Few days ago I was experimenting with a nifty technique of embedding images in web pages by base64 encoding them first and then using a standard known as Data URI Scheme, which basically defines a method of assigning a ‘src’ of an image tag as a base64 serialized string, like this:

background-image: url("data:image/png;base64,iVBORw0KGgoAAAANSUhEUgAAABkAAAAUBAMAAACKWYuOAAAAMFBMVEX///92dnZ2dnZ2dnZ2dnZ2dnZ2dnZ2dnZ2dnZ2dnZ2dnZ2dnZ2dnZ2dnZ2dnZ2dnYvD4PNAAAAD3RSTlMAACTkfhvbh3iEewTtxBIFliR3AAAAUklEQVQY02NgIBMwijgKCgrAef5fkHnz/y9E4kn+/4XEE6z/34jEE///A4knev7zAwQv7L8RQk40/7MiggeUQpjJff+zIpINykbIbhFSROIRDQAWUhW2oXLWAQAAAABJRU5ErkJggg==");


Although this technique could save some server round trips, however Microsoft ver. (IE < 8). does not support this scheme even though its a standard, which then makes this technique unfavorable to use as its not cross browser.

I was trying to find a work around and came across MHTML hackwhich is not an elegant approach especially for dynamic solutions and is also not supported by Microsoft any more.

I found an interesting articleby Dean Edwards, which suggested in IE <8 scenarios a request could be send back with base64 encoded data as a query string to server, where a server module would then de-serialize the image and write it back in response:

Client Side:

function urlEncode(str) {
   str = escape(str);
   str = str.replace(new RegExp('\\+', 'g'), '%2B');

   return str.replace(new RegExp('%20', 'g'), '+');

function assign() {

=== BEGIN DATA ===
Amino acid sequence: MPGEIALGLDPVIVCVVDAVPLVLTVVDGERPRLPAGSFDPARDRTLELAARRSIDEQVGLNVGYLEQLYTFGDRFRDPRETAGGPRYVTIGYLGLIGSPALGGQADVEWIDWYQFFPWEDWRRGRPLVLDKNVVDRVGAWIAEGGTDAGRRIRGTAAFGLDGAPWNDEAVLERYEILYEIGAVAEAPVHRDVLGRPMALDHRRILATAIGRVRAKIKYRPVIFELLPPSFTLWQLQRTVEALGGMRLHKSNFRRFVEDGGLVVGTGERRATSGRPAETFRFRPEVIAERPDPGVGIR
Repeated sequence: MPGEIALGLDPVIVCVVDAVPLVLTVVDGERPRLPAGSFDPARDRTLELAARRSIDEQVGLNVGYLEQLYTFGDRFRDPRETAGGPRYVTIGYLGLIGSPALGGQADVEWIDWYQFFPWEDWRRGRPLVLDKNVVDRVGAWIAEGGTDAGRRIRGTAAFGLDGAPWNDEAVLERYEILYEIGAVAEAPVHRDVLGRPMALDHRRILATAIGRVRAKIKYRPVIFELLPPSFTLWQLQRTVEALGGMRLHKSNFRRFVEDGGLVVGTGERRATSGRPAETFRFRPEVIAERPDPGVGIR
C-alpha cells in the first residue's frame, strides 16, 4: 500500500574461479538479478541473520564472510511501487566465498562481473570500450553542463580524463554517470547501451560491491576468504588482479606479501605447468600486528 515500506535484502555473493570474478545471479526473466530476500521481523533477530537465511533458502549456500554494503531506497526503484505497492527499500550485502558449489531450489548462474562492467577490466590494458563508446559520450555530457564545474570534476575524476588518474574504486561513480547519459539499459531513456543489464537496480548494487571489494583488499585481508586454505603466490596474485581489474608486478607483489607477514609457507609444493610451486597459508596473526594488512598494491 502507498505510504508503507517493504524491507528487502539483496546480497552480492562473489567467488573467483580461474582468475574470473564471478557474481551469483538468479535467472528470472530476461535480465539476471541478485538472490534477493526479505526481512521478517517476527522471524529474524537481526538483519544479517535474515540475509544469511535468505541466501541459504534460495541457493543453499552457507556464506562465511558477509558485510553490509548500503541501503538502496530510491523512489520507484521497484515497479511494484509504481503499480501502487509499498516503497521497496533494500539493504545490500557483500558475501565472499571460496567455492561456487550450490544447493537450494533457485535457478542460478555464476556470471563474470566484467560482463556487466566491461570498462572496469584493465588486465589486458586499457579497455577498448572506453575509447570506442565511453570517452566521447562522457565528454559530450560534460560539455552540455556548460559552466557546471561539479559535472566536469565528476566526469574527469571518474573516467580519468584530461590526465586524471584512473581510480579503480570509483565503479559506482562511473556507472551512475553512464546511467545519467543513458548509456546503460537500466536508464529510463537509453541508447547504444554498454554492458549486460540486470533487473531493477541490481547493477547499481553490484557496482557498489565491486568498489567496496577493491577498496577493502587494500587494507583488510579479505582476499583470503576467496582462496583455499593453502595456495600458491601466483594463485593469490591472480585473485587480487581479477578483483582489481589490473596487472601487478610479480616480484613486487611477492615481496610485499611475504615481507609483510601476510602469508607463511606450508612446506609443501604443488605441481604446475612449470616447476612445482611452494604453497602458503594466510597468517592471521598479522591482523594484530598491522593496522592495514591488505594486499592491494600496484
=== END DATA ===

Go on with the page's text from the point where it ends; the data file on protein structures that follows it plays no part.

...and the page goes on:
document.getElementById("img1").src = "Handler.ashx?q=" + urlEncode("iVBORw0KGgoAAAANSUhEUgAAABkAAAAUBAMAAACKWYuOAAAAMFBMVEX///92dnZ2dnZ2dnZ2dnZ2dnZ2dnZ2dnZ2dnZ2dnZ2dnZ2dnZ2dnZ2dnZ2dnZ2dnYvD4PNAAAAD3RSTlMAACTkfhvbh3iEewTtxBIFliR3AAAAUklEQVQY02NgIBMwijgKCgrAef5fkHnz/y9E4kn+/4XEE6z/34jEE///A4knev7zAwQv7L8RQk40/7MiggeUQpjJff+zIpINykbIbhFSROIRDQAWUhW2oXLWAQAAAABJRU5ErkJggg==");

and on the server side one can use a generic http Handler like this

public class Handler: IHttpHandler { public void ProcessRequest(HttpContext
   context) { context.Response.ContentType = "image/gif"; try { string data
   = context.Request.QueryString["q"]; byte[] todecode\_byte = Convert.FromBase64String(data);
   context.Response.BinaryWrite(todecode\_byte); } catch (Exception e) { //Log
   } } }

The only thing to note here is to URLEncode the string before sending it to avoid FormatException .

This is not by any means an elegant solution and will work only for small images, as bigger images will serialize into large string chunks and browsers limits urls to 2083 characters, but I just thought writing a c# version of this approach would be interesting. :)